It’s difficult to gauge who Washington quartet Night Argent are being aimed at. Since their success in an Ernie Ball Battle of the Bands won them a chance to play at Warped Tour and a writing/recording deal with John Feldmann, you’d expect their self-titled EP and follow up ‘The Fear’ to pack a mighty pop punk punch, and not sound like it was made for adult alternative radio.
Packing dollops of earnest melodrama and a slickness that gleams with mainstream appeal across six songs, ‘The Fear’ is an EP built upon anthemic pop structures, big hooks and a yearning performance from frontman Chase Manhattan, who quickly distinguishes himself as the focal point of these songs. “I’m a dead man walking, every step a weight I have to bare, feels like the whole world’s watching, I’m as hollow as their empty stares,” he sings during opener ‘Mannequin’, reflecting the lyrical style of this EP; yearning, purposefully vague, and generally pathetic.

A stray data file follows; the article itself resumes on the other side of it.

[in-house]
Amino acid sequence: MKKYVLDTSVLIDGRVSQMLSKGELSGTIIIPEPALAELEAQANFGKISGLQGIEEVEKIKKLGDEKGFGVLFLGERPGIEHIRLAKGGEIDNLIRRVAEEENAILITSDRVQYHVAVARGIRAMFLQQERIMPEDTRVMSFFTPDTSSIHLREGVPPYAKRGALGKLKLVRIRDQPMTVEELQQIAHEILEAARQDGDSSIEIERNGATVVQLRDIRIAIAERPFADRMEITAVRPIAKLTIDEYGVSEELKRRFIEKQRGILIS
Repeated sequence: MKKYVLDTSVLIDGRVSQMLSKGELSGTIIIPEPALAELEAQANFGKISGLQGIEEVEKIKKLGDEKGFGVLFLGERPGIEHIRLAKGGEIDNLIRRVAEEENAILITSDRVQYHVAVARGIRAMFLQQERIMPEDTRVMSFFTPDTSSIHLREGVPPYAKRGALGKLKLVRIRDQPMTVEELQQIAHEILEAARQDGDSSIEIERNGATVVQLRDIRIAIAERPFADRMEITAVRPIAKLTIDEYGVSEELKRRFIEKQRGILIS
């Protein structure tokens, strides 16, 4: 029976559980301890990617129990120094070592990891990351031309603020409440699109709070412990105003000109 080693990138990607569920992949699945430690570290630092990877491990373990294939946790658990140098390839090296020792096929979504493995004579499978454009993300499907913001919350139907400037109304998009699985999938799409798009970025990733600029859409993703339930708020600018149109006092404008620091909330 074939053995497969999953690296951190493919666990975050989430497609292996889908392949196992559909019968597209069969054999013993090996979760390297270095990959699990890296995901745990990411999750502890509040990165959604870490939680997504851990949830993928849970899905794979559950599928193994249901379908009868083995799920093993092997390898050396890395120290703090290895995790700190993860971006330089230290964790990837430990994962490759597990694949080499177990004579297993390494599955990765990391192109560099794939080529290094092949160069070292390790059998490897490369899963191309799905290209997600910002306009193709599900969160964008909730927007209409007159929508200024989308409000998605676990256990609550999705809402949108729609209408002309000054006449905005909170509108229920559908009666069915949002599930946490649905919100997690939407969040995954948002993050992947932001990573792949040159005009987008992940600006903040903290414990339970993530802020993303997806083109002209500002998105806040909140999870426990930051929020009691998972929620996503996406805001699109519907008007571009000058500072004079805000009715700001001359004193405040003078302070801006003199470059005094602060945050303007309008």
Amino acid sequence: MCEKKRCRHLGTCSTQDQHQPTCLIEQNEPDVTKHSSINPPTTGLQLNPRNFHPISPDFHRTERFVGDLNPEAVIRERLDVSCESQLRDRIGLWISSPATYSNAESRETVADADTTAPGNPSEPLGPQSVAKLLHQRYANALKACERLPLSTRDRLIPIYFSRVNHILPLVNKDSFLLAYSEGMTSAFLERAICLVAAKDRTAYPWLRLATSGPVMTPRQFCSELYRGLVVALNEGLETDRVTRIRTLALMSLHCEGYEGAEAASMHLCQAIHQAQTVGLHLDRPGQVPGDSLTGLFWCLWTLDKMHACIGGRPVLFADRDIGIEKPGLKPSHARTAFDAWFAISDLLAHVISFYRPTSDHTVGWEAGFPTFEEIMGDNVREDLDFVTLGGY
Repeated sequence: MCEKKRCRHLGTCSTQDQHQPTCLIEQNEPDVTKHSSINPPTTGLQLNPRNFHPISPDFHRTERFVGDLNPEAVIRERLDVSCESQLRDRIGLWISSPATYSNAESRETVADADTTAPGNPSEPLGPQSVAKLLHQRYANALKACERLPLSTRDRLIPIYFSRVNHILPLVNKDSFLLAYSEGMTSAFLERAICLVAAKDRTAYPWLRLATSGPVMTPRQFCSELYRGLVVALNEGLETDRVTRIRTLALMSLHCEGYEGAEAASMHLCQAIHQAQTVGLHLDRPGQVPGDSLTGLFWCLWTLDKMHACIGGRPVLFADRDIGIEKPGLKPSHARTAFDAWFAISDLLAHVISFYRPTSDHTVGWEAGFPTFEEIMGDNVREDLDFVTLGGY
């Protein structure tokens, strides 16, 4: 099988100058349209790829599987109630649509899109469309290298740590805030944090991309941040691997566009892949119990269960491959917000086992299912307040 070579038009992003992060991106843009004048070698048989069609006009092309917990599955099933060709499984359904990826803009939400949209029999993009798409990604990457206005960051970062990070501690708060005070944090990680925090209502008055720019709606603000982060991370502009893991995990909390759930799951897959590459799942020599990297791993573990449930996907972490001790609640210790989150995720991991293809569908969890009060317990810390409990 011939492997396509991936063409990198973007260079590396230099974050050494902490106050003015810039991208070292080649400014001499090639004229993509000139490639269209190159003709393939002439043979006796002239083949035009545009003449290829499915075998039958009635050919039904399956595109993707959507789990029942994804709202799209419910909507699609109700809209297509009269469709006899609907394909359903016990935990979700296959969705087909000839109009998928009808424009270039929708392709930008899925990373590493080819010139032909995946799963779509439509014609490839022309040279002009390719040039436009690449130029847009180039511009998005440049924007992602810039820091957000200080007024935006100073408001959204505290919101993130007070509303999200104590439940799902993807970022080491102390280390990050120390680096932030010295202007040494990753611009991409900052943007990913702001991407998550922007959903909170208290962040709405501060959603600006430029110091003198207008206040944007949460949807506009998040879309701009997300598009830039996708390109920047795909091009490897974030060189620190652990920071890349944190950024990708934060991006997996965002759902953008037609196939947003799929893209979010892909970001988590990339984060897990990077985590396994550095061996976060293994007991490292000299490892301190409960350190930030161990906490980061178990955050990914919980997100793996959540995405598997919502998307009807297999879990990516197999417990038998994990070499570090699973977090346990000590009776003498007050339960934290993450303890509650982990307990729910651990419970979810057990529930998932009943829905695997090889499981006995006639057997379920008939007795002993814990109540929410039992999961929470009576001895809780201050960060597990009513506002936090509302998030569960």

Manhattan’s quest to resonate with listeners isn’t aided by the saccharine nature of the band’s songwriting on ‘The Fear’. Lead single ‘Dreamcatcher’ offers a wheeze of distortion in its chorus, but still recalls latter day Take That more than anything that makes rock such a vibrant force in 2017. Meanwhile ‘Heartbeat’ revolves around a fluttery acoustic guitar melody that could sit comfortably on One Direction’s ‘Made in the AM.’
It would be elitist on our part to outcast ‘The Fear’ for being a pop album, but it’s not even that great a pop record, with a lack of personality, charisma and colour making it a pretty thankless listen. But no doubt, you’ll be hearing the name Night Argent more in the future, because these songs are bland and inoffensive enough to get played on your grandparents favourite radio show.
‘The Fear’ by Night Argent is out now on Outerloop Records.
Words by Andy Davidson (@AndyrfDavidson)